<br /> Lee Letter: n490

Washington and Lee University

Sender: Richard Henry Lee
Recipient: Francis Lightfoot Lee

My dear brother

I sincerely condole with you for the loss of our amiable and worthy friend
Colo. Tayloe, but he is happy, far happier than those he has left upon
this turbulent wicked stage. The inclosed paper will shew you the
fortunate success of our little fleet from Boston. The Marine enemies
stare and are ashamed of their purblind policy which has so often
condemned exertions in this way. We go slowly on in foreign affairs. It
has however been resolved not to recall Dr. Franklin, and so far the
party have failed, because the plan was to recall them all to make
room.1 This day I have heared all the
artillery discharged with great vehemence against Dr Lee, and
prodigious aid is derived from the whispers of G – d.2 A doctrine quite new in the history of
politics is broached now, which is, that it becomes the dignity, and
consists with the interests of Sovereign powers to consult foreign
Courts, and less then that, foreign Ministers, who the first shall send
to represent them abroad – And this altho such resident Minister shall
clearly and unequivocally engage in faction, and party doings, to
support a Man whose conduct is insupportable. What will such things
lead to in the end? I see nothing but disgrace, contempt, and ruin.
Perhaps the Man3 whose understanding, zeal,
and spirit, prevented the 12th article from being closed upon this
Country may have been on that account not quite so agreeable, but
surely we have no cause to complain of him – And to this may be added
that an host of plunderers have been disconcerted in the Mercantile
way, which has raised a prodigious cry. But this Great
evidence4 has given it from under his hand
that the Court of France did not adopt the sentiments of those who
represented Dr. Lee as antigallican or favoring England and being
averse to the Alliance. Mr. Laurence said in Congress, the whole
convinced him that Dr. Lee was an honest, faithful, able & diligent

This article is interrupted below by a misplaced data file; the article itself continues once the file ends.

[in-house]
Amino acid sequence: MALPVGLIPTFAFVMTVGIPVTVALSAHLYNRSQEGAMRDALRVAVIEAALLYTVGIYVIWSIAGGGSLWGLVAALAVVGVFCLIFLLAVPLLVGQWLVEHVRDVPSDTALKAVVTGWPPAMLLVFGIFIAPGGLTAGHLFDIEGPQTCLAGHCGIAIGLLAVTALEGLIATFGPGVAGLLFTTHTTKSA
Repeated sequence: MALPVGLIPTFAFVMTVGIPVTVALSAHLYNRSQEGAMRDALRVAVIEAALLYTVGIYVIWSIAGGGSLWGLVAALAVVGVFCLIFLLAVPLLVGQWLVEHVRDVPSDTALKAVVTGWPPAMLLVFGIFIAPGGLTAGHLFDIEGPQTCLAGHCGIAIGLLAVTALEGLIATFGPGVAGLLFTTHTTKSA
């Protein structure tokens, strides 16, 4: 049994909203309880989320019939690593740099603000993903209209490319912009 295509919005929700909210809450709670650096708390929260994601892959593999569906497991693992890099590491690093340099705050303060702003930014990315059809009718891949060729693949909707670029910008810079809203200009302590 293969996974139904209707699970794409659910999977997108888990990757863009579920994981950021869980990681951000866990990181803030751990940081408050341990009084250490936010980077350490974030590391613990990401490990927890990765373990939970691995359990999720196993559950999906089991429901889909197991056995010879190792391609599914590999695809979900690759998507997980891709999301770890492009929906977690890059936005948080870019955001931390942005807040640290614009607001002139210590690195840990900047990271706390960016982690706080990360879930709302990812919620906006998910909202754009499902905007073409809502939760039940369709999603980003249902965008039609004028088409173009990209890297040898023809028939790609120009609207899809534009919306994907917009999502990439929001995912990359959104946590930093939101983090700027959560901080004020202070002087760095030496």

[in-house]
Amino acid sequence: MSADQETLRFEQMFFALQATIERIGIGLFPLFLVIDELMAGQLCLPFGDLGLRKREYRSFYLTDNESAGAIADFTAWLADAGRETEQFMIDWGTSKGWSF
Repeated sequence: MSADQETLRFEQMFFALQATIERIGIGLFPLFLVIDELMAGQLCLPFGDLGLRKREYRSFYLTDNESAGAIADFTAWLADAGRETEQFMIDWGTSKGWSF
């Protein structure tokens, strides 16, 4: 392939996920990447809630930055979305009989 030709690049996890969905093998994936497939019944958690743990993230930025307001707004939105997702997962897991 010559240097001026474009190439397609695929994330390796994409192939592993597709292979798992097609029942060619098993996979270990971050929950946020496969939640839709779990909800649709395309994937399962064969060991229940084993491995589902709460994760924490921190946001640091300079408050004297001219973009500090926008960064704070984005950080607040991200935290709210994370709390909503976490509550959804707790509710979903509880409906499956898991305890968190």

Servant of the United States. How these affairs will end I know not but
this I do know, that I am quite tired of the wickedness and folly of
such part of the world as I have lately had an opportunity of
considering, and wish for a few days to pass over when I may retire.
Things are not worse to the Southward, but they are not very pleasing.
I think our State has not exerted itself properly for the relief of its
oppressed and endangered Sisters.5 The enemy
have lately sent 9 more regiments from N. York, but whether for Georgia
or the W. Indies is uncertain. They are weak now in this quarter.

My love to Mrs. Lee, and remember me to Dr. Jones and Mr. Gibberne. I would
not change an hour of the sensible conversations of the former and the
facitiousness of the latter for an age of Congress wisdom.

I should have written by this post to our freind Mr Page of Mannsfield, but
I suppose he is with you. Salute him for me.


Richard Henry Lee

[P.S.] Give my love to Mr. Parker and tell him that I am so oppressed with
business that it is impossible for me to write to him now – thank him
for his favor of the 13th.

  • 1800 barrels of Flour}
  • 2200 do. of Beef & Pork} Cargoes of the £120,000 Sterlings
    worth of Beef & Pork} 7 prizes


Lee PapersHoughton Library

Printed in James Curtis Ballagh, The Letters of Richard Henry Lee, Volume 2, 1779 – 1794, pp. 49 – 51.

1 For the origins of the “recall” debate, see John Fell’s Diary entry for
6 April, note 2.

2 Conrad Alexandre Gerard. In his 18 April letter to William Snippen, Jr.,
Lee had referred to the French minister as a “little great whispering

3 That is, Arthur Lee. For his opposition to the twelfth article of the
commercial treaty with France, see Lee to Benjamin Franklin and Silas
Deane, 30 January 1778, as well as their reply and their letters to
Gerard and comte de Vergennes, 1 February 1778, in Wharton,
Diplomatic Correspondence, 2:481 – 83. See also Ralph Izard to Henry
Laurens, 16 February 1778, ibid., pp. 497 – 99; and these
Letters,11:132 – 33.

4 That is, Gerard. Lee is apparently alluding to the French minister’s 21 April
statement to Samuel Adams, for which see Henry Laurens’ Notes
Respecting Gerard’s Views of that date.

5 See Committee of Congress to George Washington, 28 April 1779.